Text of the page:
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Wednesday, 7 September 1983
Page: 488


Mr McGAURAN(3.36) —Today the Government stands revealed with its previous litany of deceptions exposed. No education body in this country, no teacher, no parent, no student in the non-government school sector should have any doubts whatsoever about this Government's policy. The Government, during the election, managed to disguise its true attitude towards non-government schools, but that pretence is now ended. The pretence has been ended by no one more distinguished than the Minister for Finance (Mr Dawkins). I refer to an article in the West Australian newspaper of 22 November 1982. It was written by Mr Ron Banks, the paper's education writer. It is headed: 'WA's private schools safe, says Labor'. It goes on:

'None of Western Australia's private schools would have their funding cut by a Federal Labor Government'. Labor's spokesman on education, Fremantle MHR John Dawkins gave this assurance as part of the Party's attempt to promote this new Federal policy to the public.

There is more:

Mr Dawkins says that none of the private schools in Western Australia operate at a fee level that would disqualify them under Labor from the same sort of federal funding they now enjoy.

That must come as quite a shock to the parents of students at the Presbyterian Ladies College in Perth because that school had its funds severely cut by Senator Susan Ryan recently. You tell me, Minister, having heard that, whether you have any proper regard for the truth, whether or not your Prime Minister-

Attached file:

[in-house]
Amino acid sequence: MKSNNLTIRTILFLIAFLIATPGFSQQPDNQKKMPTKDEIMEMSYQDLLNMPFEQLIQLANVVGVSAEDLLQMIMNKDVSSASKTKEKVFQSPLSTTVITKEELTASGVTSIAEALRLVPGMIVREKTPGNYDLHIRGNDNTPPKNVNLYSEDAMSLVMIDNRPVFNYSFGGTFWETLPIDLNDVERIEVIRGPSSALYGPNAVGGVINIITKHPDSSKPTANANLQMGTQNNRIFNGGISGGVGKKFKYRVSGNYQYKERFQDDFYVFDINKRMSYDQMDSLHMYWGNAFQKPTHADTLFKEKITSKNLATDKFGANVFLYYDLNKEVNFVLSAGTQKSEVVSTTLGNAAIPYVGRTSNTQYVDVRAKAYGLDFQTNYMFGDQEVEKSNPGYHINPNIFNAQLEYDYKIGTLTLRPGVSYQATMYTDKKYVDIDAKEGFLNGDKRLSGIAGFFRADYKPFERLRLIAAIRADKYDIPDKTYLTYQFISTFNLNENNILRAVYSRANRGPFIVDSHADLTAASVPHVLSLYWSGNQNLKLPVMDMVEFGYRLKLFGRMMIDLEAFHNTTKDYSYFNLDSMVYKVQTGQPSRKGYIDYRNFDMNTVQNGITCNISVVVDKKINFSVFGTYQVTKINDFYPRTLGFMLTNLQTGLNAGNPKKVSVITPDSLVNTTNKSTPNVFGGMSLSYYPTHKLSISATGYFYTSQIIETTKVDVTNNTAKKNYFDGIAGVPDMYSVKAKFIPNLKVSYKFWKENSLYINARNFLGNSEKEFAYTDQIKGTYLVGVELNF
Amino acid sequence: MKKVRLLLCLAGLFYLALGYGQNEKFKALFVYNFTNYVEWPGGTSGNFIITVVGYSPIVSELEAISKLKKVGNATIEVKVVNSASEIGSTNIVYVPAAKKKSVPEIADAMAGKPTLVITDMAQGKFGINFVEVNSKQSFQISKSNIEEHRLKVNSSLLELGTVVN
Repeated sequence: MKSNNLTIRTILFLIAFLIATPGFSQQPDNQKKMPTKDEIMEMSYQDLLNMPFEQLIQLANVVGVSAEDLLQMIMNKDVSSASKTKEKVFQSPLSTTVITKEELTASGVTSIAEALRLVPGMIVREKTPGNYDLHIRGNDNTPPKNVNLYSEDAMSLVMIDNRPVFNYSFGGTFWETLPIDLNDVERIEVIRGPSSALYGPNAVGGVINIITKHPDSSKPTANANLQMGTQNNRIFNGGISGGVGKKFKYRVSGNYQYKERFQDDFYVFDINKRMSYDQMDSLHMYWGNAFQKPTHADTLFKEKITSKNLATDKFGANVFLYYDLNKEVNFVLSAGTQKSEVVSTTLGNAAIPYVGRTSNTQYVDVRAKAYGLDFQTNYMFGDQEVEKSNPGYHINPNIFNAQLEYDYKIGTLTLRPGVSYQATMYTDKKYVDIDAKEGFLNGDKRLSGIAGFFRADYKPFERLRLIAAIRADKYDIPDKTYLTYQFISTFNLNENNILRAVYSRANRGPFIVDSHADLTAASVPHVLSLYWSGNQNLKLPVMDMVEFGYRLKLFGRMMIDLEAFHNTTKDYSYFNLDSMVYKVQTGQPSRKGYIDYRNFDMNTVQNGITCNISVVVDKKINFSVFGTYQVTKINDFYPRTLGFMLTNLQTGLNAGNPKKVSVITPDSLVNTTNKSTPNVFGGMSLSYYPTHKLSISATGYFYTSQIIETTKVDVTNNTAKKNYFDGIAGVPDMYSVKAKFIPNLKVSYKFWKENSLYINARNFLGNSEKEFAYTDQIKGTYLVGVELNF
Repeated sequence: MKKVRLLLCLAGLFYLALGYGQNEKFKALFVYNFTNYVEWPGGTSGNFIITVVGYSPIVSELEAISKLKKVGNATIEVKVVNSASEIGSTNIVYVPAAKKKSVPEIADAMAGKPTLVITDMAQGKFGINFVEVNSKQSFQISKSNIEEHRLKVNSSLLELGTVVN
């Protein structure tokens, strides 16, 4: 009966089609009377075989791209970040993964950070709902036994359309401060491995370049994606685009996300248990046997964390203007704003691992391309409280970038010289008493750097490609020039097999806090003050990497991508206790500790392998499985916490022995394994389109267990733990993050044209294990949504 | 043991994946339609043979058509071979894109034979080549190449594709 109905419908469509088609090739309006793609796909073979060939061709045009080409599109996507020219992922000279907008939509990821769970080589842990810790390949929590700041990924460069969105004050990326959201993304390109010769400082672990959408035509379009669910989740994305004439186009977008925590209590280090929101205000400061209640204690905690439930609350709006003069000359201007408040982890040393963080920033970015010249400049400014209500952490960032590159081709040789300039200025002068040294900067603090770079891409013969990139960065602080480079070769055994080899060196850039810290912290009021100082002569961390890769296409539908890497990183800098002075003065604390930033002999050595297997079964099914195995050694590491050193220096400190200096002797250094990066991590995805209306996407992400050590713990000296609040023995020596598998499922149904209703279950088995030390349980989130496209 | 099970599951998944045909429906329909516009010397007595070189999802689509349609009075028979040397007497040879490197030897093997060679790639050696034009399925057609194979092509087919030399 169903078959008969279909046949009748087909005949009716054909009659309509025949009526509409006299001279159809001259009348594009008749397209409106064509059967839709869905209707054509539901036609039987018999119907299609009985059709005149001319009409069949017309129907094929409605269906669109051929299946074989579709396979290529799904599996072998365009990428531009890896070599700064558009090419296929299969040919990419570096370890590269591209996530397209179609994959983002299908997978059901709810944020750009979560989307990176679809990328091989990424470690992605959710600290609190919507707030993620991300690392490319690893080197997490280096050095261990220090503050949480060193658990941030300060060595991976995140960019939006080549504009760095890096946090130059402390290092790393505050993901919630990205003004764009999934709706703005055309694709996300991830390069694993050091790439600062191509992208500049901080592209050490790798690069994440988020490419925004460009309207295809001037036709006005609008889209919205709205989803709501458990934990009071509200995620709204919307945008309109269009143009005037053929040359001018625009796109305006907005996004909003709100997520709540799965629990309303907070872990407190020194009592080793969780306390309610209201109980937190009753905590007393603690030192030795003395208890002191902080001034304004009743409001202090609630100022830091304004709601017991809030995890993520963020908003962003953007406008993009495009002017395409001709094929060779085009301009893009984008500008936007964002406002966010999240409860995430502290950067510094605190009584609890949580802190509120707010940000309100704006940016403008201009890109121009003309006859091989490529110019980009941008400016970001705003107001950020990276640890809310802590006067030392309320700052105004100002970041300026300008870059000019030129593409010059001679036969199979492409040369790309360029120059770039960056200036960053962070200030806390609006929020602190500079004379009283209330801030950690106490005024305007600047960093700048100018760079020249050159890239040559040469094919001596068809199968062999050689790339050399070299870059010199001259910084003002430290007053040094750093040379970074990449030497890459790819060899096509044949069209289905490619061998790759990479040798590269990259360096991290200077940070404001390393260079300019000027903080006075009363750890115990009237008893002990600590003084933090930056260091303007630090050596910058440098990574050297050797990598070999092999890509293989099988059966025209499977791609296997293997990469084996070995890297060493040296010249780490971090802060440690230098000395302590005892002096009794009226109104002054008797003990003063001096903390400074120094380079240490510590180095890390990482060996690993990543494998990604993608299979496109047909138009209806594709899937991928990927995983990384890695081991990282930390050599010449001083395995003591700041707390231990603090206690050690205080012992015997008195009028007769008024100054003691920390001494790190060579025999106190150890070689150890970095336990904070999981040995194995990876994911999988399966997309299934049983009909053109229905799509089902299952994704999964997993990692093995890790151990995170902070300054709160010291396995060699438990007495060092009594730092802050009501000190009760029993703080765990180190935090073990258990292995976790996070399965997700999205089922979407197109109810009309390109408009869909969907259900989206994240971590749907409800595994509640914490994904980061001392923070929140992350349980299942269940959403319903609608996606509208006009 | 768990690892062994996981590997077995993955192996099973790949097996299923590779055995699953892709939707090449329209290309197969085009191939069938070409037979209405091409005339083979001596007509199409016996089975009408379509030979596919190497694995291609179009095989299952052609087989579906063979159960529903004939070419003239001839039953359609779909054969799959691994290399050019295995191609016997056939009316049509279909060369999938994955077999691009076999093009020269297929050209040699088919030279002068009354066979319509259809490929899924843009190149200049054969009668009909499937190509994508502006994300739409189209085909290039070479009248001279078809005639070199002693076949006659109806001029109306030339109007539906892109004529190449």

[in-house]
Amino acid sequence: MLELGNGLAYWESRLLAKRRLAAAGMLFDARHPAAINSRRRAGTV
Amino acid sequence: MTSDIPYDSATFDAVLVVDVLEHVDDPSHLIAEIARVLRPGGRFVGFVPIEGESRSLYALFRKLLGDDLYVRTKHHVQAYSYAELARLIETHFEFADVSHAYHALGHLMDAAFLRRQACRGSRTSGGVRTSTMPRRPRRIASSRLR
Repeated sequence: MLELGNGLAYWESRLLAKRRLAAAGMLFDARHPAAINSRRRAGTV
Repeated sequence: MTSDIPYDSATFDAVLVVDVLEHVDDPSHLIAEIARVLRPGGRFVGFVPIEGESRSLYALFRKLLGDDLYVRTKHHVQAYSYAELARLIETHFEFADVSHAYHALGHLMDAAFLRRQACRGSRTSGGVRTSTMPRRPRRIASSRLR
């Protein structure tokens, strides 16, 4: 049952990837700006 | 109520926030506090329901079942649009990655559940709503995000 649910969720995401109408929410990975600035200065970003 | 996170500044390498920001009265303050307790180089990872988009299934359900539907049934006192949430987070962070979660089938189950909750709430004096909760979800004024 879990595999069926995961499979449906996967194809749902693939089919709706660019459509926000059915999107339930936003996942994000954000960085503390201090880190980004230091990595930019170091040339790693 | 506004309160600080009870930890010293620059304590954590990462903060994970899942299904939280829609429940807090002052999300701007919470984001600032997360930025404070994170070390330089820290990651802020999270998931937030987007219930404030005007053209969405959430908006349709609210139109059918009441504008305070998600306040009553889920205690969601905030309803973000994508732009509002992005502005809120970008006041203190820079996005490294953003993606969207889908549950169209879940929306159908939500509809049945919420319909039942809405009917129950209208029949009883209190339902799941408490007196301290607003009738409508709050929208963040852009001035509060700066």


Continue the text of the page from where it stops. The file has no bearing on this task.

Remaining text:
Mr DEPUTY SPEAKER (Hon. Les Johnson) —Order! I ask the honourable gentleman to address his remarks through the Chair.


Mr McGAURAN —Mr Deputy Speaker, having heard that remark, could you as a bystander regard this Minister as having any proper regard for the truth? That is to be expected from this Minister who, when he was shadow Minister for Education, was regarded as a severe embarrassment and liability to the then Opposition. Perhaps I should say that he was more of an embarrassment and a liability at the time than he is at the moment; so much so that his colleagues would not permit him to go into the election as shadow Minister for Education, such was his bitterness, such was his narrow ideologue approach to education and the issue of non-government funding. So, his sanctimonious reassurances to this House and to the people of this country fall on deaf ears because he is not to be relied upon and his Prime Minister (Mr Hawke) is not to be relied upon. They are not the only members of this Government who are not to be relied upon. I refer to the Minister for Education (Senator Ryan). First off, I refer to a Canberra Times report on 23 June 1981 which reads:

The ACT Branch of the ALP has called on the Party to adopt an 'integrated public school' policy, in which private schools could be integrated into the public education system and fully funded, in return for full financial accountability and nondiscriminatory enrolment policies.

That was on 23 June 1981. Senator Susan Ryan in the Canberra Times on 25 August 1982 was reported to have said that there had never been an Australian Capital Territory Australian Labor Party policy for integration. She said:

The ACT Branch wanted it moved at the national conference but it was never moved and this year it was dropped [from ACT policy].

That is simply not the case. It is Australian Capital Territory ALP policy that the public school and non-public school systems be merged. The Government's policy could not be further removed from that of the Opposition. Today Australians have a choice between a government seeking to impose its will by way of an integrated school system and an opposition which will protect the freedom, a very basic freedom, of parents to choose their children's own education.

The Opposition is not prepared to stand by idly whilst hard-working, decent Australians are denied a basic right which previously was a guaranteed right in our democracy.